The last week has been spent gallivanting around and taking in the many manifestations of beauty that are to be found in the Pacific NW. My friends and I have witnessed many amazing things, from the misty coast with its towering sea-stacks to the dazzlingly bizarre displays of urban creativity, from the bucolic wine country to the small host of snow-covered mountains standing guard over the fragrant pine forests and waterfalls cascading over shimmering rocks and mossy logs. It’s been utterly refreshing and exhausting at the same time.
It simply feels wonderful to be running around with these friends again, to be able to slip back into that easy state of being where I am profoundly known by others and where I know them in return. I don’t have to defend myself, and how I bear myself is not an apologetic but a simple expression of personality.
Some people think vulnerability is dangerous and taxing. I get that. It takes a while to build trust, to believe you won’t be torn up and cast aside the moment you are honest with someone. But having had the chance to live in a community where I could be vulnerable without fear, it has become comfortable. That doesn’t mean it’s easy or devoid of risk – being vulnerable is never safe, by definition – but it is so profoundly good that having to live any other way feels wrong, itchy, and almost perverse.
I have come to see this happy existence as a gift, not a right. It’s a gift because it is something that can only be had if others give it to you. It is impossible to unilaterally establish a community of vulnerable ease. But praise God that we need each other to truly live the abundant life, that we can never simply remain inside ourselves, happy hermits whose universes are contained and so drably uninterrupted by the urgent presence of others.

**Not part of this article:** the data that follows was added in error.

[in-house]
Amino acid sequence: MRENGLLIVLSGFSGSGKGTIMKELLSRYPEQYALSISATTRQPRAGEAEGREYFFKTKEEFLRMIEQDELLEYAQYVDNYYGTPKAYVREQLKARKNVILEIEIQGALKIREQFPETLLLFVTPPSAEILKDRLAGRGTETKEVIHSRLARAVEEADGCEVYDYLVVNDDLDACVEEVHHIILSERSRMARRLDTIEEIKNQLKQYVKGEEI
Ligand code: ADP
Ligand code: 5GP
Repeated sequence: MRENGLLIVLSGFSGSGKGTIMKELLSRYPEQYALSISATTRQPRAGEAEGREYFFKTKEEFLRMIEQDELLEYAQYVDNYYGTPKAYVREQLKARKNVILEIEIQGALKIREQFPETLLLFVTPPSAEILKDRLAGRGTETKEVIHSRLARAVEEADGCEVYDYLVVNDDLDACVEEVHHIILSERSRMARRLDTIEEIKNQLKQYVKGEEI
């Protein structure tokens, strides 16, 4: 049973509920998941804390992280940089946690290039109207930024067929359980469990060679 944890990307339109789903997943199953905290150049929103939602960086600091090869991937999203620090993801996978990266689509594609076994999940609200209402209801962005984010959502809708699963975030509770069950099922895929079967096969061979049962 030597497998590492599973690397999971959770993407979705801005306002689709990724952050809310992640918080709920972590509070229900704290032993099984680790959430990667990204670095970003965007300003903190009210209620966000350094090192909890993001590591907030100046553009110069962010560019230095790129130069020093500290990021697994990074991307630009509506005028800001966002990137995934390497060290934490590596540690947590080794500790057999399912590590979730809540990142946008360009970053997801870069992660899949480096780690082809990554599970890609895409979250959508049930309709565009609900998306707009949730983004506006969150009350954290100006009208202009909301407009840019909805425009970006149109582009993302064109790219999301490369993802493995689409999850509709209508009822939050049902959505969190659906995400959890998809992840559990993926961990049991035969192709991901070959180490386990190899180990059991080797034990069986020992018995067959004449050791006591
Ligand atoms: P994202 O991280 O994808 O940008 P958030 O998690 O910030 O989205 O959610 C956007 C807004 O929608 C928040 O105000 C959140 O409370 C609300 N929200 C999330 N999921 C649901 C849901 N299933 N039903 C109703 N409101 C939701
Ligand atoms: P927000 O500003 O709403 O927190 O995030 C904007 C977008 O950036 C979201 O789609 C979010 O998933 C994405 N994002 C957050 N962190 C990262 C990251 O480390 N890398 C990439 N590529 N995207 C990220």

I love how my friends constantly impress themselves into me – with their sudden laughter, wit, prayers, wisdom, tears, passions, and life. I feel like, if I really am clay, then they are the fingers of God which move and mold me into a greater semblance of the Potter’s design. And I, in turn, shape them. What a daunting thought. What a beautiful, frightening, thing.
They leave tomorrow, and that really sucks. On the plus side, I’ll finally catch up on emails and reading and learning how to coax some semblance of music out of my poor, neglected guitar. But though I still have email and Facebook and other such things, I will lose them – their bodies, their buoyant energy.
For when their fingers dig into my back in a joyful hug I know I am being molded into the likeness of my Savior, and such a blessed reminder is a hard thing to watch board an airplane.
So praise God for good friends and good hugs, and a wonderful week of being alive.